II. Prejudice Based on Criminal Record A criminal record not only prejudices an exoneree in terms of social stigma, but infringes on both civil and economic rights. Today DNA is a publicly accepted science, such that DNA exonerations are generally believed as wrongful convictions. This common understanding has greatly reduced the social stigma attached to early exonerees like Kirk Bloodsworth, who was met with public ostracism and death threats upon his release and homecoming.7 Although social obstacles may have lessened, ex-felons, even when wrongfully convicted, face concrete barriers with education, employment, access to financial benefits, travel restrictions, and any future

5 6

Id. The Innocence Project, 7 Tim Junkin, Bloodsworth (2004) at 264-65.


criminal sentencing, all as a result of a criminal record. Much of the blame for lack of exoneree expungement falls with the state law in the form of procedural and discretionary barriers. Not until very recently did Virginia pass its first legislation entitling some exonerees to expungment of their records.8 Until further laws are passed that guarantee expungement in all wrongful convictions, exonerees will continue to receive second class rights. A. Civil Rights: Voting Voting is the key civil right deprived after a felony conviction. Restoration of rights is predicated expungment and/or a pardon. Virginia case and statutory law creates a two tiered system for an ex-felon to regain voting rights. First, the citizen must petition the trial court to determine whether the he meets the minimum requirements for restoration of such rights and then the governor must grant re-registration to vote.9 Most states disallow currently incarcerated felons from voting, but are more lenient with parolees and especially probationers. Virginia bars all three categories from voting and further mandates a five to seven year waiting period before felons can petition to have their rights reinstated.10 As part of the post-exoneration process, disenfranchisement remains a key challenge in Virginia and the Nation as a whole. In the 2000 Presidential election, 4.7 million people or 2% of the U.S. population could not vote because of having a felony conviction record.11 In calculations of ongoing disenfranchisement, Virginia‟s figures were less than the national average of 1.45%, but still substantial: 60,000 barred from the polls or 1.06% of the State population.12 These figures include an undetermined number of wrongfully convicted persons. And as long as expungement and restoration of rights remain highly discretionary processes,
8 9

H.R. 2076 & S.B. 880, Gen. Assem. Reg. Sess. (Va. 2007). In re Phillips, 265 Va. 81, 574 S.E.2d 270 (2003). 10 Id. at 8. 11 Hull, Elizabeth A., The Disenfranchisement of Ex-Felons (2006) at 1. 12 Id. at 5.


disenfranchisement can effectively become a life ban on voting if a convict‟s petitions are repeatedly denied. B. Economic Rights: Employment Employment presents perhaps the biggest hurdle to a person released from many years of incarceration with minimal financial resources. Many state criminal record statutes open with a policy statement addressing concerns of “over-punishment” of minors, misdemeanors and wrongfully charged defendants.13 Regardless of a state‟s intent to alleviate employment discrimination based on criminal record, employers can act on information of an employee‟s record regardless of conviction or expungement status.14 Even when a convicted defendant has already petitioned to expunge his court record (and in some states, even where expungement is granted), an employer may legally use the record to deny or terminate employment.15 Exonerees unable to expunge can fall into a particularly difficult no mans land by being denied employment because of their “record” and not qualifying for ex-offender support programs because of their exoneration.16 A national analysis of employment arbitration regarding termination based on criminal record found that employers are allowed to use criminal procedures and penalties to a much greater extent than most courts.17 In employment, the standard is “not the legal concept of „innocent until proven guilty‟ but, rather, the Company‟s ability to protect its reputation, business interests, and the public safety and welfare of its workforce.”18 Justified by such alternate interests, employers are thereby allowed substantial leeway in discrimination based on criminal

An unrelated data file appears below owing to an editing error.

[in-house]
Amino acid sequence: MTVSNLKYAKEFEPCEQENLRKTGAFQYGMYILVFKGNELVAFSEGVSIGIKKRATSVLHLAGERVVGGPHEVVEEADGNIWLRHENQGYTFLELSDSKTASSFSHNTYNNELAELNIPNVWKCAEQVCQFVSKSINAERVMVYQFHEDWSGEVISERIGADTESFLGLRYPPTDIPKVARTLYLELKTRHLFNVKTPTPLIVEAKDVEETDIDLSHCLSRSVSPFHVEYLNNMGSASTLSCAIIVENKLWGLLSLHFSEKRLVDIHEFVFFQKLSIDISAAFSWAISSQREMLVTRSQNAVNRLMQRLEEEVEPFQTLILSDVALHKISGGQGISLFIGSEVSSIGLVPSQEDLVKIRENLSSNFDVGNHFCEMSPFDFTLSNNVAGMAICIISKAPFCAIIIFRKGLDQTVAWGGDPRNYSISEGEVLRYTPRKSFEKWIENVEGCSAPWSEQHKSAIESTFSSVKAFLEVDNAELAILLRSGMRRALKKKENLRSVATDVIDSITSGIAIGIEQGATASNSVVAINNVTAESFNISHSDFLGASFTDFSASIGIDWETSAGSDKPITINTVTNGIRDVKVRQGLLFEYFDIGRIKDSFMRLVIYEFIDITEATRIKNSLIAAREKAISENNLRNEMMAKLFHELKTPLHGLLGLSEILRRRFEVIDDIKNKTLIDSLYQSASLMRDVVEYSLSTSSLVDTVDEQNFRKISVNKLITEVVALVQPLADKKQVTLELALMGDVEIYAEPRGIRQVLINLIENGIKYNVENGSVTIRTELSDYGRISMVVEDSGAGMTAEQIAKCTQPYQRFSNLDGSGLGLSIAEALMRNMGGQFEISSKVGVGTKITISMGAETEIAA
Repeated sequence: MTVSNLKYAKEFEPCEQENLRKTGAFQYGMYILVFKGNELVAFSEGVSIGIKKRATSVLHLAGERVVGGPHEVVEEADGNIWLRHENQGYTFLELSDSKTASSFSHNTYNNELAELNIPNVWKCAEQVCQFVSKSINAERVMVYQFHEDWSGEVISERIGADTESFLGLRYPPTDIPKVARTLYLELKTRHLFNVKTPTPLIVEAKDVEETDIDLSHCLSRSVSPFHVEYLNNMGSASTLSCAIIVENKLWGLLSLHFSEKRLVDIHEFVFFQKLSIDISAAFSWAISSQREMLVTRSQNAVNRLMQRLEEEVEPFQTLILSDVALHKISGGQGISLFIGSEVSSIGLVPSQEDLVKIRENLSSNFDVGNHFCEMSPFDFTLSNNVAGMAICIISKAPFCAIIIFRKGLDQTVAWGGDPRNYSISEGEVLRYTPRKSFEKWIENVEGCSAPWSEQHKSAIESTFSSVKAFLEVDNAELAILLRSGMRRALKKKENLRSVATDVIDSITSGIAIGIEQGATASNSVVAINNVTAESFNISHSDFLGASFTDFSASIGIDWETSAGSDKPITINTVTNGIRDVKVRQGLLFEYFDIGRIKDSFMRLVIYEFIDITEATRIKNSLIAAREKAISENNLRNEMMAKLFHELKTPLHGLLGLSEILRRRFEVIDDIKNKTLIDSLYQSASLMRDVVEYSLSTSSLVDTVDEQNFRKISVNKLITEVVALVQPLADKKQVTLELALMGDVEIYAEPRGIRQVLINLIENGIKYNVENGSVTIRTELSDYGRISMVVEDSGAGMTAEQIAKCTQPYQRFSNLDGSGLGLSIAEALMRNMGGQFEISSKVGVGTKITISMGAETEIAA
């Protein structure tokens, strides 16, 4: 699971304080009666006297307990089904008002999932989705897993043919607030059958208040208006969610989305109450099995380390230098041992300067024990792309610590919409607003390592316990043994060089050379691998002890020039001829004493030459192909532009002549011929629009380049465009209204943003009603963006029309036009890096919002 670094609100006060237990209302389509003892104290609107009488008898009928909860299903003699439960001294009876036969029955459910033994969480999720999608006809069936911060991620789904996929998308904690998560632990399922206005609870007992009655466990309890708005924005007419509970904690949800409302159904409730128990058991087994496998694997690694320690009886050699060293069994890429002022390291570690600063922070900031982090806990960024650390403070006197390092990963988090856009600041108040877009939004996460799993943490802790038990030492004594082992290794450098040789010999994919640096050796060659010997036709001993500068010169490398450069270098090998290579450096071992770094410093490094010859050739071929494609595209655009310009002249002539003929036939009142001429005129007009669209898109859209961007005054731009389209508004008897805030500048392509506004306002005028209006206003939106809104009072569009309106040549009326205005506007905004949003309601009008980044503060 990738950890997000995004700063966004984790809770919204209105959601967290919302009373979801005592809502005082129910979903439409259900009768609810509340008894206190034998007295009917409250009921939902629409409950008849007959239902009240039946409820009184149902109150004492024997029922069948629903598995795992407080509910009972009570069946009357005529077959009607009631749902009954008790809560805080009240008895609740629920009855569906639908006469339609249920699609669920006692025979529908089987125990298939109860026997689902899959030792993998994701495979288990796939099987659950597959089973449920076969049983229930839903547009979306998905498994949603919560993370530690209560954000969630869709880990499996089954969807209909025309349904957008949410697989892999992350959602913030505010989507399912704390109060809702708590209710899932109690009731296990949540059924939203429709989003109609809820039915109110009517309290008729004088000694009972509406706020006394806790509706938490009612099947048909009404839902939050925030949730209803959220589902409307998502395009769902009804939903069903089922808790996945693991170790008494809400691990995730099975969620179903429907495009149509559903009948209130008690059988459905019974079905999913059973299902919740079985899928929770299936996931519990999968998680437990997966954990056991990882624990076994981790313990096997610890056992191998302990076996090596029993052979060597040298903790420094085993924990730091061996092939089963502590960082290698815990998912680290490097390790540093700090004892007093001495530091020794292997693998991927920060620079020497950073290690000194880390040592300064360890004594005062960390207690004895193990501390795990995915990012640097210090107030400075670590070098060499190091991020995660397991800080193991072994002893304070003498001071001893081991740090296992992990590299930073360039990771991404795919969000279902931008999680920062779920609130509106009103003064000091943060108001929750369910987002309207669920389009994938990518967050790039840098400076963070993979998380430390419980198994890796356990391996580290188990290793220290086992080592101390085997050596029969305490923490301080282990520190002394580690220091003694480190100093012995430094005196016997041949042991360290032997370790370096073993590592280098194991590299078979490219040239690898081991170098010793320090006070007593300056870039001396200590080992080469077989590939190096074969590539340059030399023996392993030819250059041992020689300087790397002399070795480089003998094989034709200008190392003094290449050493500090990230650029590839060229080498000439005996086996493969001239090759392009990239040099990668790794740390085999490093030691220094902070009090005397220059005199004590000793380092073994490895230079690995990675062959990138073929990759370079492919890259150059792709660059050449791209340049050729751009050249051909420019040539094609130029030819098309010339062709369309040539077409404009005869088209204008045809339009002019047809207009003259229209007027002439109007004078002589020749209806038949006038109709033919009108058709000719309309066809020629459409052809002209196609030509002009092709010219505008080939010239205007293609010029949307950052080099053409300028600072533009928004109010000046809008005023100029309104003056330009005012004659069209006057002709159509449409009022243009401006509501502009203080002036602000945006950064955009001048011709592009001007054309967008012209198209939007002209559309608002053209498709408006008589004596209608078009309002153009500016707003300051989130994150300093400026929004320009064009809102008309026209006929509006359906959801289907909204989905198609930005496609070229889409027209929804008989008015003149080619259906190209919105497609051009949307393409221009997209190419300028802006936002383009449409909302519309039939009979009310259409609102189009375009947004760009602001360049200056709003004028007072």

13 14

See, e.g. Va Code 19.3-372. Hill & Wright, Employee Lifestyle and Off-Duty Conduct Regulation (1993) at 215-16. 15 Hill & Wright at 216. 16 Dwyer, Jim, Peter Neufeld and Barry Scheck, Annual Innocence (2000) at 224-25. 17 Hill & Wright at 207-15. 18 Id. at 209.


record. Employers do not have to look into underlying facts, such as wrongful conviction, and can engage in such practices as: suspension without pay for an arrest, differential treatment of the same conviction based on plea, and punishment even for a nolle prosequi.19 The national employment arbitration standard is that any type of criminal record can constitute just cause in employee termination or refusal to hire, and further, that employers are not required to consider expungement of records in grievance procedures concerning those records.20

III. Legal Framework The Virginia General Assembly introduces Code § 19.2-392 on treatment of criminal records with the following statement of policy: